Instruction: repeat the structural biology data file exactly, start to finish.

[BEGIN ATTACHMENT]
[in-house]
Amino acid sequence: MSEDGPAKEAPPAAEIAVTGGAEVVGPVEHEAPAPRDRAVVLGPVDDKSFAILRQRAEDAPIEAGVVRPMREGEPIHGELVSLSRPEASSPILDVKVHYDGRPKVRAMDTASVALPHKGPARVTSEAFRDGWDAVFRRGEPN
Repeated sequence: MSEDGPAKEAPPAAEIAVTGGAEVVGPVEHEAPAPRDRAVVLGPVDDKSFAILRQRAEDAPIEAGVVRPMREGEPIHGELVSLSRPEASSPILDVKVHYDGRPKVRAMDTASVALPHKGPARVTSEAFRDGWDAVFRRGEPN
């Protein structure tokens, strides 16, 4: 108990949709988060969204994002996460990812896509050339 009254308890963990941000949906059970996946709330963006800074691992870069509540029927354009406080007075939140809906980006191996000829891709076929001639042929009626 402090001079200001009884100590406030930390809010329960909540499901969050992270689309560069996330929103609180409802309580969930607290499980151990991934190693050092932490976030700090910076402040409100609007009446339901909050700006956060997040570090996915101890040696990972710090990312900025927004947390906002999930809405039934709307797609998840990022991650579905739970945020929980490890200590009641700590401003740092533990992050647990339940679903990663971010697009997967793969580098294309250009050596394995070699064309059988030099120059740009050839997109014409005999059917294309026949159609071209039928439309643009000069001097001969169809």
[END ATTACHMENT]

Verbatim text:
[in-house]
Amino acid sequence: MSEDGPAKEAPPAAEIAVTGGAEVVGPVEHEAPAPRDRAVVLGPVDDKSFAILRQRAEDAPIEAGVVRPMREGEPIHGELVSLSRPEASSPILDVKVHYDGRPKVRAMDTASVALPHKGPARVTSEAFRDGWDAVFRRGEPN
Repeated sequence: MSEDGPAKEAPPAAEIAVTGGAEVVGPVEHEAPAPRDRAVVLGPVDDKSFAILRQRAEDAPIEAGVVRPMREGEPIHGELVSLSRPEASSPILDVKVHYDGRPKVRAMDTASVALPHKGPARVTSEAFRDGWDAVFRRGEPN
């Protein structure tokens, strides 16, 4: 108990949709988060969204994002996460990812896509050339 009254308890963990941000949906059970996946709330963006800074691992870069509540029927354009406080007075939140809906980006191996000829891709076929001639042929009626 402090001079200001009884100590406030930390809010329960909540499901969050992270689309560069996330929103609180409802309580969930607290499980151990991934190693050092932490976030700090910076402040409100609007009446339901909050700006956060997040570090996915101890040696990972710090990312900025927004947390906002999930809405039934709307797609998840990022991650579905739970945020929980490890200590009641700590401003740092533990992050647990339940679903990663971010697009997967793969580098294309250009050596394995070699064309059988030099120059740009050839997109014409005999059917294309026949159609071209039928439309643009000069001097001969169809």